DENVER, CO - JANUARY 13: Colorado Supreme Court Justice Brian Boatright stands at the podium in the Senate as he swears in senators at the start of the first legislative day of the 73rd General Assembly at the Colorado State Capitol on January 13, 2021 in Denver, Colorado. (Photo By Kathryn Scott)

The state Supreme Court has given its blessing to an investigation into the Colorado Judicial Department, weeks after reports emerged of a multimillion dollar contract being authorized for a former employee in order to conceal allegations of misconduct.

“We’re disappointed and absolutely heartbroken by this situation, and nobody wants these investigations to go forward more than I do,” said Chief Justice Brian D. Boatright.

Representatives from the governor's office, attorney general's office and General Assembly will select the panel of independent investigators. Boatright indicated he would comment further on the process in the State of the Judiciary speech this Thursday.

The investigation will touch on allegations of sexual harassment, sex discrimination and the contract awarded to the former chief of staff of the State Court Administrator's Office, Mindy Masias, reportedly with the approval of former Chief Justice Nathan B. Coats. The panel will also make public its findings and recommendations.

The Office of the State Auditor is conducting its own inquiry into the matter, following a December audit that found the contract award had "the appearance of impropriety." The department has since terminated the contract.

The Judicial Department announced Boatright has instructed staff to update him weekly on all misconduct complaints in the judiciary to ensure progress in investigations.

"The Court is going to work equally hard not just to repair our internal culture but to greatly enhance the entire department,” he said. “We’re going to get this right.”

The Denver Post and The Gazette reported on a two-year-old memo in which Masias alleged several incidents of misconduct from judges and others that went uninvestigated and unpunished. Those included a judge sending pornography through his government email and accusations of sexism against an unnamed chief justice.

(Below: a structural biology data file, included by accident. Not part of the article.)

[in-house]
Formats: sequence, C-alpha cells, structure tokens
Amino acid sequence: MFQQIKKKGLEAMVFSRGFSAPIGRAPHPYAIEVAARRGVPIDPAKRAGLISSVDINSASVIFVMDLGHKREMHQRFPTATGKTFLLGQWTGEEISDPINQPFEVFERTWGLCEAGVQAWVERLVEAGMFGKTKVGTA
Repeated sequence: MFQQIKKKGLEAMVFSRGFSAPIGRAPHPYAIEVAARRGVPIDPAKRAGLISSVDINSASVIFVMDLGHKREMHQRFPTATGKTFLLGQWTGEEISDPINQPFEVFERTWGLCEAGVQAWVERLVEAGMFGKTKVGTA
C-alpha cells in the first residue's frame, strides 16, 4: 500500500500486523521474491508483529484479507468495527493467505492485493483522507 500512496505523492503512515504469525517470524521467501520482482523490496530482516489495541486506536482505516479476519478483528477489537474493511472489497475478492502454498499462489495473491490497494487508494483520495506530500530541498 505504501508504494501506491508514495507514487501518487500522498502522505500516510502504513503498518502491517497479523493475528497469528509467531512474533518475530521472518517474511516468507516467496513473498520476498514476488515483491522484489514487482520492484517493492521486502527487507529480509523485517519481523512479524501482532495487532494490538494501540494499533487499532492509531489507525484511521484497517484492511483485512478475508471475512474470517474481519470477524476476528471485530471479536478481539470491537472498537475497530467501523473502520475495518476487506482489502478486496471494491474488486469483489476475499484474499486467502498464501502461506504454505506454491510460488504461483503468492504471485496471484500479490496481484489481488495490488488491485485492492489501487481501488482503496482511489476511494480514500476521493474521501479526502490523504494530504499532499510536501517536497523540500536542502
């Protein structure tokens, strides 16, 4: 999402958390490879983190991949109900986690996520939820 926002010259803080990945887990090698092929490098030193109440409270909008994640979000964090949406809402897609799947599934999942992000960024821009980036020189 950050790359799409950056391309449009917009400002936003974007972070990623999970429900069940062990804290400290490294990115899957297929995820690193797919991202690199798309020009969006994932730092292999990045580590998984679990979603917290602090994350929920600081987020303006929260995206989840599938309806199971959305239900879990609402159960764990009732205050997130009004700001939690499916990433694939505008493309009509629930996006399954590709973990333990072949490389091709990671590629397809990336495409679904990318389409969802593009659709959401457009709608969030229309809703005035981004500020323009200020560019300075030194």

Rep. Adrienne Benavidez, D-Adams County, who sits on the House Judiciary Committee, called the chief justice's announcement a good first step.

"It's clear from the audit and the recently-released memo that there does need to be a closer review and analysis of the personnel framework that they have in the judiciary," she said. "Something's not working over there."

However, Chris Forsyth, executive director of the nonprofit Judicial Integrity Project, worried that the Supreme Court is too involved with setting the parameters of the investigation, and that it is unclear how transparent the investigation itself will be.

"I understand the Supreme Court wants to get out in front of the story," he said. But not all of the issues outlined in the memo may fit within the panel's scope. For instance, a Court of Appeals judge under consideration for the Supreme Court reportedly reached a harassment settlement with his clerk.

"The judicial branch is trying to hide, actively trying to hide, information about a judge who was up for the Supreme Court. That's a broader problem," Forsyth said. He raised the possibility that the investigation may ultimately "have them saying, 'oh, they just need some sensitivity training, diversity training,' and slap the hand of the former chief justice and move on."

In a statement in support of the investigation, the Colorado Bar Association echoed the need to keep the public apprised.

"We support the independent investigation's intent to issue public reports of all findings and recommendations," the association said. "We urge our government leaders to take the necessary steps to redress these issues promptly and with full transparency."

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